Russia’s lack of interest in upholding ethical norms can be useful in its economic outreach in countries with weak rule of law and civil society. But the Kremlin learned the hard way the downsides of pursuing a nuclear deal with South Africa without much regard for that country’s well-established legal and administrative institutions and norms, independent media landscape, and vibrant civil society. Such institutional checks and balances helped expose the nature of state capture and improper behavior by senior South African officials, along with Russia’s problematic approach to state capitalism. Zuma’s willingness to turn a blind eye to the controversy provided only temporary advantages for the Kremlin. In the end, all of these advantages came to naught……

the Kremlin overplayed its hand. Its pursuit of a massive, nontransparent nuclear deal mobilized South African civil society and Zuma’s political opponents.  …….    Another unintended consequence was the impression that the failed nuclear deal was all there was to the South Africa–Russia relationship. This exposed Russia’s limited—at best—tool kit for long-range projection of its power and influence.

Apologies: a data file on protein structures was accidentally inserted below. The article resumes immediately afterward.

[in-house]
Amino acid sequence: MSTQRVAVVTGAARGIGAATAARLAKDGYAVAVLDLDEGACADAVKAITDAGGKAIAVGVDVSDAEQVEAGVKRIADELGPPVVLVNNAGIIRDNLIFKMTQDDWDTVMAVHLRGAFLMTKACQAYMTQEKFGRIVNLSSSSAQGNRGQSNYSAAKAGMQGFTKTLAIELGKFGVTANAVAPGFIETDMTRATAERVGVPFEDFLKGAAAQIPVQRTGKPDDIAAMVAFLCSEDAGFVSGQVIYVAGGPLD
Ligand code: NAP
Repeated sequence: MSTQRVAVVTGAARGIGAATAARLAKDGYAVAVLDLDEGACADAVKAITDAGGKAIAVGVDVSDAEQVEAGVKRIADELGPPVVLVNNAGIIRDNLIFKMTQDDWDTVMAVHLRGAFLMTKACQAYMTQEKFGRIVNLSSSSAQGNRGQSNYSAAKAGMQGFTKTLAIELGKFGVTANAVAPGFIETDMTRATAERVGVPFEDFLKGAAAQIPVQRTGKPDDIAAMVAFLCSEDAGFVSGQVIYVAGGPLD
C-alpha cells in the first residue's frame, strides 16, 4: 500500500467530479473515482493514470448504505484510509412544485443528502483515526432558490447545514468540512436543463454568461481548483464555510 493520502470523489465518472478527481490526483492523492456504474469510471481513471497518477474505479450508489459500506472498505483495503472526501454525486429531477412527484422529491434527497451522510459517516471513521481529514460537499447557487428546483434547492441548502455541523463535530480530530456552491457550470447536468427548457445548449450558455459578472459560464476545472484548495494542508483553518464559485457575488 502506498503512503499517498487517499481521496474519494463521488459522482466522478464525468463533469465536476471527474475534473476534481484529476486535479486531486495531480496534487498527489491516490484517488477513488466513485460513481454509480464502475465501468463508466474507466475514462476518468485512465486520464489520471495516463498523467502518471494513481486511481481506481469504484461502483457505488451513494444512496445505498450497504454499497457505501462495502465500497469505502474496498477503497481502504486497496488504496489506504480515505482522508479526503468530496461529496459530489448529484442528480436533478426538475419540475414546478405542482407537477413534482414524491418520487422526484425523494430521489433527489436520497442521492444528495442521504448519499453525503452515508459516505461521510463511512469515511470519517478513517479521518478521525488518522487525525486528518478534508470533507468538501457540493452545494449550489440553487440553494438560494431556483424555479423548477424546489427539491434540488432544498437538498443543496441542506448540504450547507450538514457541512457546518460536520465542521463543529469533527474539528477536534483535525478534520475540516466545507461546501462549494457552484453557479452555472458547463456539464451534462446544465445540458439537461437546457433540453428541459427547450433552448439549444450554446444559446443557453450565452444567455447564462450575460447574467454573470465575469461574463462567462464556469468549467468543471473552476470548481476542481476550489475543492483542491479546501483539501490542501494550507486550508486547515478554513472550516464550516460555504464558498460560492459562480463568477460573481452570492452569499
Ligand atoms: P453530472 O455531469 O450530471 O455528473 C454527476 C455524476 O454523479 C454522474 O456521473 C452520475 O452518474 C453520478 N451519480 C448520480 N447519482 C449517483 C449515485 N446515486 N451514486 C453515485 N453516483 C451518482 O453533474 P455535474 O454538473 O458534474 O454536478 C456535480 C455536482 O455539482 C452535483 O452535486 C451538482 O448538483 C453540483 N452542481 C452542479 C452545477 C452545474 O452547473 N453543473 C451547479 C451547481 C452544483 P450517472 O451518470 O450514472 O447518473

The questionable ethical aspects of the nuclear deal and the Kremlin’s role in avidly promoting it illustrate the Putin regime’s reputation as an oftentimes unsavory and shortsighted business partner. Such deals may appeal to the leaders of countries with weak rule of law and fragile civil society, but in South Africa any future deals involving Russia are likely to attract considerable scrutiny.

While the questionable benefits of the nuclear deal for South Africa have been well documented, the dubious economic benefits for Russia have drawn less attention. This, in turn, underscores the role of geopolitics and opportunism as the key drivers of Russian policy toward South Africa. With a meager tool kit for sustaining its geopolitical ambitions, Moscow is finding that success is more elusive than commonly perceived. Serious questions remain about the tangible benefits such global forays will provide to the Kremlin over the long run.  ……….  https://carnegieendowment.org/2019/12/16/nuclear-enrichment-russia-s-ill-fated-influence-campaign-in-south-africa-pub-80597

 

December 17, 2019 - Posted by | General News